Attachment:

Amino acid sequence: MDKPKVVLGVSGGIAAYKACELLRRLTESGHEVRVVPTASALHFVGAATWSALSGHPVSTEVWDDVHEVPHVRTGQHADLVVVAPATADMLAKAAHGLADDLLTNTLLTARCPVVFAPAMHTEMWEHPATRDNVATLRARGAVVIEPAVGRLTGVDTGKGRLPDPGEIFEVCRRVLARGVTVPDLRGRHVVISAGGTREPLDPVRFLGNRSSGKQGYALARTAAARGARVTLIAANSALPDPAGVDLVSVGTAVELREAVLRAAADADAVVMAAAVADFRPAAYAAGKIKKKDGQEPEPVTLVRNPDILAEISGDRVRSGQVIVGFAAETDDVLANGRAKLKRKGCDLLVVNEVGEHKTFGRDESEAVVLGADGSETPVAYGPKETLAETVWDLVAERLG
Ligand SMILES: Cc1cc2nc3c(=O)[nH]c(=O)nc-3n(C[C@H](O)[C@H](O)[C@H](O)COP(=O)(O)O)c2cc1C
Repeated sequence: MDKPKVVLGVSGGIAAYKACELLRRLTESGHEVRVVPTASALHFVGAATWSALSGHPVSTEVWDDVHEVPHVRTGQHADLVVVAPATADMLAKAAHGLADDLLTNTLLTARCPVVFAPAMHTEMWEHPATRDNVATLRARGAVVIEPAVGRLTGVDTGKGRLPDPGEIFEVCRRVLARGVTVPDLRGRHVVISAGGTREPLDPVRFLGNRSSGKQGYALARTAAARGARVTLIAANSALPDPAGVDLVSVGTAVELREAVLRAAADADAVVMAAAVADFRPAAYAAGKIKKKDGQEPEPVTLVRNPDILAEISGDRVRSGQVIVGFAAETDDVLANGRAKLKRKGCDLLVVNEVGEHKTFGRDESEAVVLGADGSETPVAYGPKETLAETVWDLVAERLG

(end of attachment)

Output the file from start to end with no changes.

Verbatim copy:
Amino acid sequence: MDKPKVVLGVSGGIAAYKACELLRRLTESGHEVRVVPTASALHFVGAATWSALSGHPVSTEVWDDVHEVPHVRTGQHADLVVVAPATADMLAKAAHGLADDLLTNTLLTARCPVVFAPAMHTEMWEHPATRDNVATLRARGAVVIEPAVGRLTGVDTGKGRLPDPGEIFEVCRRVLARGVTVPDLRGRHVVISAGGTREPLDPVRFLGNRSSGKQGYALARTAAARGARVTLIAANSALPDPAGVDLVSVGTAVELREAVLRAAADADAVVMAAAVADFRPAAYAAGKIKKKDGQEPEPVTLVRNPDILAEISGDRVRSGQVIVGFAAETDDVLANGRAKLKRKGCDLLVVNEVGEHKTFGRDESEAVVLGADGSETPVAYGPKETLAETVWDLVAERLG
Ligand SMILES: Cc1cc2nc3c(=O)[nH]c(=O)nc-3n(C[C@H](O)[C@H](O)[C@H](O)COP(=O)(O)O)c2cc1C
Repeated sequence: MDKPKVVLGVSGGIAAYKACELLRRLTESGHEVRVVPTASALHFVGAATWSALSGHPVSTEVWDDVHEVPHVRTGQHADLVVVAPATADMLAKAAHGLADDLLTNTLLTARCPVVFAPAMHTEMWEHPATRDNVATLRARGAVVIEPAVGRLTGVDTGKGRLPDPGEIFEVCRRVLARGVTVPDLRGRHVVISAGGTREPLDPVRFLGNRSSGKQGYALARTAAARGARVTLIAANSALPDPAGVDLVSVGTAVELREAVLRAAADADAVVMAAAVADFRPAAYAAGKIKKKDGQEPEPVTLVRNPDILAEISGDRVRSGQVIVGFAAETDDVLANGRAKLKRKGCDLLVVNEVGEHKTFGRDESEAVVLGADGSETPVAYGPKETLAETVWDLVAERLG